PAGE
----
A suit brought by HIV-positive inmates and the American Civil Liberties Union against Alabama over alleged segregation practices in the state’s jails headed to trial Sept. 17.
The ACLU brought a federal class-action suit last year against Alabama on behalf of 250 HIV-positive inmates whose rights under the Americans with Disabilities Act are allegedly being violated.
According to the suit, the Alabama Department of Corrections isolates HIV-positive men in quarantined housing units behind barbed-wire fences, forcing them to wear white arm bands, and prevents them from participating in prison jobs, rehabilitative programs, and recreational and vocational opportunities available to men who don't have HIV.
The lawsuit claims that many states adopted similar policies in the 1980s at the height of the “public fear over the HIV/AIDS epidemic.” But by 1994, only six states maintained separate populations, and by 2003, only three states continued to keep HIV-positive inmates apart from the general population, according to the Associated Press.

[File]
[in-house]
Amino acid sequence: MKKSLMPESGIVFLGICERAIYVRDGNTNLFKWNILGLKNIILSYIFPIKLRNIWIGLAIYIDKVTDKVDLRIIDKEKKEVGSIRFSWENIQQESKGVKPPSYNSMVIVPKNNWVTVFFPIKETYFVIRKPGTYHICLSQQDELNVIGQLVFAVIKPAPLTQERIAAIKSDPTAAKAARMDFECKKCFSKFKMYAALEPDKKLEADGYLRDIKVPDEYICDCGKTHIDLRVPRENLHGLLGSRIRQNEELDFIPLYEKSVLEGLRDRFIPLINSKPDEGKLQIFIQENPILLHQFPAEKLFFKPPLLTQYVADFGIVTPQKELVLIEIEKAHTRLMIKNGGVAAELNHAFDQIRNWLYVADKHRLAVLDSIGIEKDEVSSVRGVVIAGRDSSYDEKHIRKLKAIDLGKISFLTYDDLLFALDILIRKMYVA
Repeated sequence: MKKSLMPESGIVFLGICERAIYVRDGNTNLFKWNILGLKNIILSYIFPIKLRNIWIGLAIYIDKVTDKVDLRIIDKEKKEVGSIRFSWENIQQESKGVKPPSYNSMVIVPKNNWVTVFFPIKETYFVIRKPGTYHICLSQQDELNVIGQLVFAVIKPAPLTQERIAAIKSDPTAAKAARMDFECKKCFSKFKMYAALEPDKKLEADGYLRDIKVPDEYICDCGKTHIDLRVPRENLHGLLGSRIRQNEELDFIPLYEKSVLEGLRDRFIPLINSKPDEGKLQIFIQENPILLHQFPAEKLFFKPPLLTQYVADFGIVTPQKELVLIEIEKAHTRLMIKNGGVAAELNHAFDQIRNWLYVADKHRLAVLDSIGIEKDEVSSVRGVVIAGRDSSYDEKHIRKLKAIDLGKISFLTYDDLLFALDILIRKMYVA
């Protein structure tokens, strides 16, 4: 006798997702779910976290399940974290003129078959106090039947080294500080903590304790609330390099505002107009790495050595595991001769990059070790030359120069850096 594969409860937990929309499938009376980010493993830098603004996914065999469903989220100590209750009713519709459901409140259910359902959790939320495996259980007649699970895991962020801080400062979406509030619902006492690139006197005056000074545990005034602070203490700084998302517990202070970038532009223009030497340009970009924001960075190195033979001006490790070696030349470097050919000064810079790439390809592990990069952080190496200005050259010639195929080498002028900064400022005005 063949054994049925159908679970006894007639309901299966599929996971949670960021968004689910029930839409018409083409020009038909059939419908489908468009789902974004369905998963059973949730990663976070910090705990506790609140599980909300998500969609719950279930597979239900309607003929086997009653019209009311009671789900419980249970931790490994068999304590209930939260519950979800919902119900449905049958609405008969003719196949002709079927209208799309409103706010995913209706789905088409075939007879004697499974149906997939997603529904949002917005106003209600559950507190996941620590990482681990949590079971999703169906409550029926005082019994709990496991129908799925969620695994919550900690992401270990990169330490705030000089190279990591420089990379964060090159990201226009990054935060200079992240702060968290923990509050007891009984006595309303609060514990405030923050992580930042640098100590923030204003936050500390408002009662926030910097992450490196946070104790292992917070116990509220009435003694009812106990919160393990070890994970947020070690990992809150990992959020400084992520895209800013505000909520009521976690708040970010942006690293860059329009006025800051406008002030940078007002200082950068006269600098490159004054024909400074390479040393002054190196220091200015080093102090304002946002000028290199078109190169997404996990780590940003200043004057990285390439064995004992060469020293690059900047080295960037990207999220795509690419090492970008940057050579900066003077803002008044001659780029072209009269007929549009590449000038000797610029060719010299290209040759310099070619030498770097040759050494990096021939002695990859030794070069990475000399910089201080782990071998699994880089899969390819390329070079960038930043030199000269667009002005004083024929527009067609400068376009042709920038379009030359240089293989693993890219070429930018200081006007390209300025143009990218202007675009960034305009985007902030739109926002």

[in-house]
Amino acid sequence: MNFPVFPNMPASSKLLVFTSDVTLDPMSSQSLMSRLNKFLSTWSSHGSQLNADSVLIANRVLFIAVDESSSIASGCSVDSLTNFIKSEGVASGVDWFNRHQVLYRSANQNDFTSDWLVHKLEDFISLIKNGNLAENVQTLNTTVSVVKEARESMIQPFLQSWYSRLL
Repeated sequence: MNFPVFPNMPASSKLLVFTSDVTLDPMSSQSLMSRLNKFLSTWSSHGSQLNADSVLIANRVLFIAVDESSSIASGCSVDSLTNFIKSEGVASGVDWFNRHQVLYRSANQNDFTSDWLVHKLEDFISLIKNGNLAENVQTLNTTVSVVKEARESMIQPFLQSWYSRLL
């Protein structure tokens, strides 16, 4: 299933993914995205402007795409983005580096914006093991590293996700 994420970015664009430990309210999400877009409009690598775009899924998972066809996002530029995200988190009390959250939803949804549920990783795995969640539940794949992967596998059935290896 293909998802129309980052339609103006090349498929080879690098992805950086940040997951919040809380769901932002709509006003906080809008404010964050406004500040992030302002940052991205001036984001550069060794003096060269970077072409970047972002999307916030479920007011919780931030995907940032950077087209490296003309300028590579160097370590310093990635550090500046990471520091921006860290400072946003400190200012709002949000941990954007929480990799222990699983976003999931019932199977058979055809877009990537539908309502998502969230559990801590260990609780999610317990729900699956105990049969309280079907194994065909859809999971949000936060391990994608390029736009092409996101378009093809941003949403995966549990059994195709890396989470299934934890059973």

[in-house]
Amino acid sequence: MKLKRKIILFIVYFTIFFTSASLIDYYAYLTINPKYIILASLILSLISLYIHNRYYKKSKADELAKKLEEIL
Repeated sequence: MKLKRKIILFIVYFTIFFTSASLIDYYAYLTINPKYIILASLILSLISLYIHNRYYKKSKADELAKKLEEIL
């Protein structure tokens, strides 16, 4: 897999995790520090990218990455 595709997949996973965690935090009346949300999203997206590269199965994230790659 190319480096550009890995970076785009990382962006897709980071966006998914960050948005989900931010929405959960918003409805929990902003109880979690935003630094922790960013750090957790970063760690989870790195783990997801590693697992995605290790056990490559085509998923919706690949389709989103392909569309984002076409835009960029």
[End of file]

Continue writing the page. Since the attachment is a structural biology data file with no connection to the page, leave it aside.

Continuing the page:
Today, Alabama and South Carolina are the only two remaining states that segregate HIV positive inmates from general population.
The Americans with Disabilities Act gives federal civil rights protection to individuals with disabilities similar to those provided to others on the basis of race, color, sex, national origin, age, and religion. It guarantees equal opportunity for individuals with disabilities in public accommodations, employment, transportation, State and local government services, and telecommunications.
Under the act, persons with HIV, whether symptomatic or asymptomatic, have physical impairments that substantially limit one or more major life activities and thus fall under federal protection. Persons who are discriminated against because they are regarded as being HIV-positive are also protected.
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